The Court readily accepts TCI's contention that as a provider of cable television it enjoys the protections of the First Amendment. Home Box Office, Inc. v. FCC, 185 U.S. App. D.C. 142, 567 F.2d 9 (D.C. Cir. 1977), cert. denied, 434 U.S. 829, 54 L. Ed. 2d 89, 98 S. Ct. 111 (1977). While, as the government points out, TCI currently produces no original programming but simply serves as a "conduit" for material produced by others, it has the potential to create original productions and, at the very least, performs the editorial function of choosing which programs of existing broadcasters it will provide to its subscribers. Moreover, while its programming selections largely duplicate that which ICC intends to provide, TCI offers at least one distinctive religious channel not supplied by ICC and apparently desired by some of its present subscribers.
Starting from this premise, TCI argues that it has a right to continued access to the base in order to provide cable television to any subscribers it can enlist. TCI suggests that the present situation is no different from competition between two newspapers, see Home Box Office, 567 F.2d at 46, and that the base's utility poles and other facilities can bear the burden of two cable systems as easily as one. While plaintiff's argument is superficially appealing, however, it is inconsistent with established First Amendment precedents.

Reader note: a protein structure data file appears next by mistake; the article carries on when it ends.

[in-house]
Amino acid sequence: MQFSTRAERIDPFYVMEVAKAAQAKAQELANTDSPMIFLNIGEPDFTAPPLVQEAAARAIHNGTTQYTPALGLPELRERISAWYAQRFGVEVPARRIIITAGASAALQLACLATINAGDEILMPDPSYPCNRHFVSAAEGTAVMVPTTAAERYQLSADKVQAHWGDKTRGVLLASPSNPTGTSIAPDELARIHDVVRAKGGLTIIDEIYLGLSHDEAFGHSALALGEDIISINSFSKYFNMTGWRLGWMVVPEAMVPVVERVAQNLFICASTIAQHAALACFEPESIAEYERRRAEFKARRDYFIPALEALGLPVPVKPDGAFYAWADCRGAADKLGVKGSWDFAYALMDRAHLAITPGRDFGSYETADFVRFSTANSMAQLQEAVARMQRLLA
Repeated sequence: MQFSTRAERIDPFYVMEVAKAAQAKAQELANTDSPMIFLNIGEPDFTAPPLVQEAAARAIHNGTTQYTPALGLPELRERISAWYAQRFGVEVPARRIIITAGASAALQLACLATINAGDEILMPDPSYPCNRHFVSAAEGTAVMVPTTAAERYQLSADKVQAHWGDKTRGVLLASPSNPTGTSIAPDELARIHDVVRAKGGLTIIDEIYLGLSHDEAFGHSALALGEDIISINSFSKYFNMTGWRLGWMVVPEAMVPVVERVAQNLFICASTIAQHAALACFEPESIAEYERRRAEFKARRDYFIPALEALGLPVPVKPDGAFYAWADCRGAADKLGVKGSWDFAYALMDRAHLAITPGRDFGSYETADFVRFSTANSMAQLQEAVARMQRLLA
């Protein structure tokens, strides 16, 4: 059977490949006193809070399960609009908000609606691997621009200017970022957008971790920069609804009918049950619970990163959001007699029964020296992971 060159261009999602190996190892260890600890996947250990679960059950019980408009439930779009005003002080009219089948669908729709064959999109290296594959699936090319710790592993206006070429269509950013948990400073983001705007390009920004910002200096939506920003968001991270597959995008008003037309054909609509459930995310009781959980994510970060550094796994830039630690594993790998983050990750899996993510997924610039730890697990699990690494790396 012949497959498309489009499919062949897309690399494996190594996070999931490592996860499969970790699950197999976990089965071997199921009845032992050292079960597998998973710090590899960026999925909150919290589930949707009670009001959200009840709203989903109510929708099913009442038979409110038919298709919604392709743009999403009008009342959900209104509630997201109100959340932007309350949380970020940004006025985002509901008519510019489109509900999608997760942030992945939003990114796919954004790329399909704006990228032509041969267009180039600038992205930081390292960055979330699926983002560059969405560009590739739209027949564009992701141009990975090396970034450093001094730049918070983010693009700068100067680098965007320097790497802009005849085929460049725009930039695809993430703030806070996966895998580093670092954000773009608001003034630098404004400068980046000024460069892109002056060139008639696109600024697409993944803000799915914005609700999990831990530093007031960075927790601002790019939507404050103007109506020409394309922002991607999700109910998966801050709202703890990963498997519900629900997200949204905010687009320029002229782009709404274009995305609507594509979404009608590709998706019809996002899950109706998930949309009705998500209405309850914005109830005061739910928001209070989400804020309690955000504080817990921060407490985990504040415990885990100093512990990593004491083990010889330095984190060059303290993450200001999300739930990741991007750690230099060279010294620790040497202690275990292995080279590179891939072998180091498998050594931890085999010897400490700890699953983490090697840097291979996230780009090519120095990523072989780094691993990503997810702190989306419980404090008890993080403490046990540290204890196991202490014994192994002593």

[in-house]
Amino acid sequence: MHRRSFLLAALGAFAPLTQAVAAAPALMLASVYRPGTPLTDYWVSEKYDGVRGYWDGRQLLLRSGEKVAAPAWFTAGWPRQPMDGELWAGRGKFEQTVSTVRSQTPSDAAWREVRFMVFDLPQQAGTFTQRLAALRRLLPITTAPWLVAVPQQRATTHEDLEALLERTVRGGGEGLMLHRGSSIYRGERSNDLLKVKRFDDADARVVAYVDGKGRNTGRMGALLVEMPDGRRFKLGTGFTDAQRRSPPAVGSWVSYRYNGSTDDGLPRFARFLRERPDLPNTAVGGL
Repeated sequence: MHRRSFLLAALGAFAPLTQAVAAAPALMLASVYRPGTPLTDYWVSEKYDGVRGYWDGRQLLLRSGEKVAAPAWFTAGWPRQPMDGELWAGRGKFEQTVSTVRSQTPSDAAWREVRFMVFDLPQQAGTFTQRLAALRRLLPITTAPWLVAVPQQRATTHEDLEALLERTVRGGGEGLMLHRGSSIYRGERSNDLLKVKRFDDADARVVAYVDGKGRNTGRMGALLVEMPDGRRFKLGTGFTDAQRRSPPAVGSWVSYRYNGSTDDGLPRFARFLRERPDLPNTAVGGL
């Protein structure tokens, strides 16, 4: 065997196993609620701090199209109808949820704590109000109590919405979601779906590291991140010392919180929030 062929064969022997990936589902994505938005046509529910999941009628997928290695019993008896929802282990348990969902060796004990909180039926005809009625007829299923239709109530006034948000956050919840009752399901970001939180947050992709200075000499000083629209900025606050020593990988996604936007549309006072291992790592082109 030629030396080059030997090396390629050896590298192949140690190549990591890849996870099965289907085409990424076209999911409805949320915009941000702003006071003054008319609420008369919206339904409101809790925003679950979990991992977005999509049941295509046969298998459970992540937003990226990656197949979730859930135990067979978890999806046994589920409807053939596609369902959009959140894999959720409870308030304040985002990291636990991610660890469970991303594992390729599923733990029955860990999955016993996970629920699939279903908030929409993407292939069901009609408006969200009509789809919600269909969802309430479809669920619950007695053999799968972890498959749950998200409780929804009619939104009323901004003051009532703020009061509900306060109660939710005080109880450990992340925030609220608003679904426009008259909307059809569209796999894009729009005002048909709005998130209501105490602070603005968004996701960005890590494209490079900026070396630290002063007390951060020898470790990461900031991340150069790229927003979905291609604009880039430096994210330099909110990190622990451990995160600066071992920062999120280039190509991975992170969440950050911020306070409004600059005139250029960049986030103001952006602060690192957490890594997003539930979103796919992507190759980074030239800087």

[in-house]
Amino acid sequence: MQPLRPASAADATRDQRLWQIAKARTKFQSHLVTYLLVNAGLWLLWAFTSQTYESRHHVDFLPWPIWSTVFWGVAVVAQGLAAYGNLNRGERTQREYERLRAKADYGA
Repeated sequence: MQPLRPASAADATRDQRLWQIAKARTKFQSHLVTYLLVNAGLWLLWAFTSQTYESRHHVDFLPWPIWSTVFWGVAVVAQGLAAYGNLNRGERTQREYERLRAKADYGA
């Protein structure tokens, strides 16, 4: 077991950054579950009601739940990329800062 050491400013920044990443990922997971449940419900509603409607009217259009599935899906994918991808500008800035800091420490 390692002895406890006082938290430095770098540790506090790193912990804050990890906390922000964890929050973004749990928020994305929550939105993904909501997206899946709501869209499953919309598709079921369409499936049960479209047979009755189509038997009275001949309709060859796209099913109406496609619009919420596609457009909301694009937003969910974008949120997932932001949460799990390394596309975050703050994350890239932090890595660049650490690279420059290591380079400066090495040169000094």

Plaintiff seeks access to a military installation dedicated to military use. The government clearly enjoys broad power to regulate access to military bases, even where First Amendment interests are involved.
A necessary concomitant of the basic function of a military installation has been "the historically unquestioned power of [its] commanding officer summarily to exclude civilians from the area of his command." Cafeteria Workers v. McElroy, 367 U.S. 886, 893, 6 L. Ed. 2d 1230, 81 S. Ct. 1743 . The notion that federal military reservations, like municipal streets and parks, have traditionally served as a place for free public assembly and communication of thoughts by private citizens is thus historically and constitutionally false.
Greer v. Spock, 424 U.S. 828, 838, 47 L. Ed. 2d 505, 96 S. Ct. 1211 (1976).